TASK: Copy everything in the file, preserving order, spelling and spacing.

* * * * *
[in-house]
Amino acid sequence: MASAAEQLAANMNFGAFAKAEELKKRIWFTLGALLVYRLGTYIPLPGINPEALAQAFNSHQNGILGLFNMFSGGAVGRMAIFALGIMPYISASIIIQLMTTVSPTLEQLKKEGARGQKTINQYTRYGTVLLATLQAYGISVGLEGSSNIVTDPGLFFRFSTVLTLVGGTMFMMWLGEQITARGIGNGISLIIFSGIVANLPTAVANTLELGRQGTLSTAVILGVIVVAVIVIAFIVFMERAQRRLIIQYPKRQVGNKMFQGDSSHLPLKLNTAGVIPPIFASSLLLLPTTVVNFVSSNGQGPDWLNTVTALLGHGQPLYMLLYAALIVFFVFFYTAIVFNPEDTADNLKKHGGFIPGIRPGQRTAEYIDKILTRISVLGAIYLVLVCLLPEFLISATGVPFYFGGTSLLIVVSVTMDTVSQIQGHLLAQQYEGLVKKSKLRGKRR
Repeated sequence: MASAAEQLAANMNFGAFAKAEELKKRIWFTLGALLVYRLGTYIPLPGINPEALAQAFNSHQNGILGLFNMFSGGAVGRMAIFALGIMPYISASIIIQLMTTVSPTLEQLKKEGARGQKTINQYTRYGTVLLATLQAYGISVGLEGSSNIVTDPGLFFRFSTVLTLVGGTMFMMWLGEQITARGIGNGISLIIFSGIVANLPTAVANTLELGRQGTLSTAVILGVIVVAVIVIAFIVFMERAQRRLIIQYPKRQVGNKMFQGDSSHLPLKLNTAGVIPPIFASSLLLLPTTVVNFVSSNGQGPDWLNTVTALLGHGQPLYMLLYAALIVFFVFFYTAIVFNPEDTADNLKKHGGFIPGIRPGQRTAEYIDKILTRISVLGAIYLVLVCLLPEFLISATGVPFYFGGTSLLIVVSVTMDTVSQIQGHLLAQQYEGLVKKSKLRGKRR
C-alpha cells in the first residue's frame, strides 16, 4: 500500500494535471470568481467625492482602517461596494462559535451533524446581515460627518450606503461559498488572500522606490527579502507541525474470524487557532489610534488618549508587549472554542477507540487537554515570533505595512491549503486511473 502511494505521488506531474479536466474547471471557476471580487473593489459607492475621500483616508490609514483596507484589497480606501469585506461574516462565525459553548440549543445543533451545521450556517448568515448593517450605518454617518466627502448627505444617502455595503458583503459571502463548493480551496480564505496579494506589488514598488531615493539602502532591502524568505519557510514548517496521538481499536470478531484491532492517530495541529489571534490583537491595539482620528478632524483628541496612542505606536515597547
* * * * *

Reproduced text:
[in-house]
Amino acid sequence: MASAAEQLAANMNFGAFAKAEELKKRIWFTLGALLVYRLGTYIPLPGINPEALAQAFNSHQNGILGLFNMFSGGAVGRMAIFALGIMPYISASIIIQLMTTVSPTLEQLKKEGARGQKTINQYTRYGTVLLATLQAYGISVGLEGSSNIVTDPGLFFRFSTVLTLVGGTMFMMWLGEQITARGIGNGISLIIFSGIVANLPTAVANTLELGRQGTLSTAVILGVIVVAVIVIAFIVFMERAQRRLIIQYPKRQVGNKMFQGDSSHLPLKLNTAGVIPPIFASSLLLLPTTVVNFVSSNGQGPDWLNTVTALLGHGQPLYMLLYAALIVFFVFFYTAIVFNPEDTADNLKKHGGFIPGIRPGQRTAEYIDKILTRISVLGAIYLVLVCLLPEFLISATGVPFYFGGTSLLIVVSVTMDTVSQIQGHLLAQQYEGLVKKSKLRGKRR
Repeated sequence: MASAAEQLAANMNFGAFAKAEELKKRIWFTLGALLVYRLGTYIPLPGINPEALAQAFNSHQNGILGLFNMFSGGAVGRMAIFALGIMPYISASIIIQLMTTVSPTLEQLKKEGARGQKTINQYTRYGTVLLATLQAYGISVGLEGSSNIVTDPGLFFRFSTVLTLVGGTMFMMWLGEQITARGIGNGISLIIFSGIVANLPTAVANTLELGRQGTLSTAVILGVIVVAVIVIAFIVFMERAQRRLIIQYPKRQVGNKMFQGDSSHLPLKLNTAGVIPPIFASSLLLLPTTVVNFVSSNGQGPDWLNTVTALLGHGQPLYMLLYAALIVFFVFFYTAIVFNPEDTADNLKKHGGFIPGIRPGQRTAEYIDKILTRISVLGAIYLVLVCLLPEFLISATGVPFYFGGTSLLIVVSVTMDTVSQIQGHLLAQQYEGLVKKSKLRGKRR
C-alpha cells in the first residue's frame, strides 16, 4: 500500500494535471470568481467625492482602517461596494462559535451533524446581515460627518450606503461559498488572500522606490527579502507541525474470524487557532489610534488618549508587549472554542477507540487537554515570533505595512491549503486511473 502511494505521488506531474479536466474547471471557476471580487473593489459607492475621500483616508490609514483596507484589497480606501469585506461574516462565525459553548440549543445543533451545521450556517448568515448593517450605518454617518466627502448627505444617502455595503458583503459571502463548493480551496480564505496579494506589488514598488531615493539602502532591502524568505519557510514548517496521538481499536470478531484491532492517530495541529489571534490583537491595539482620528478632524483628541496612542505606536515597547